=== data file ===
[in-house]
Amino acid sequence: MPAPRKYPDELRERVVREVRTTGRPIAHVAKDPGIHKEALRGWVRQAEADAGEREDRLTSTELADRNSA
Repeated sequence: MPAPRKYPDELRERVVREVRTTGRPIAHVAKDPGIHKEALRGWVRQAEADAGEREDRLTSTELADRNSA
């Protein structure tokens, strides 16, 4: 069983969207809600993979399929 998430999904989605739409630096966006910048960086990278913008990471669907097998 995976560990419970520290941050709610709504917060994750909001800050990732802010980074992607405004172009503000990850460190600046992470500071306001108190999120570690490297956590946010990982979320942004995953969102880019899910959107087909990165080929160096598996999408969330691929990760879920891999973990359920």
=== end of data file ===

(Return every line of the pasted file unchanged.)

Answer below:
[in-house]
Amino acid sequence: MPAPRKYPDELRERVVREVRTTGRPIAHVAKDPGIHKEALRGWVRQAEADAGEREDRLTSTELADRNSA
Repeated sequence: MPAPRKYPDELRERVVREVRTTGRPIAHVAKDPGIHKEALRGWVRQAEADAGEREDRLTSTELADRNSA
């Protein structure tokens, strides 16, 4: 069983969207809600993979399929 998430999904989605739409630096966006910048960086990278913008990471669907097998 995976560990419970520290941050709610709504917060994750909001800050990732802010980074992607405004172009503000990850460190600046992470500071306001108190999120570690490297956590946010990982979320942004995953969102880019899910959107087909990165080929160096598996999408969330691929990760879920891999973990359920």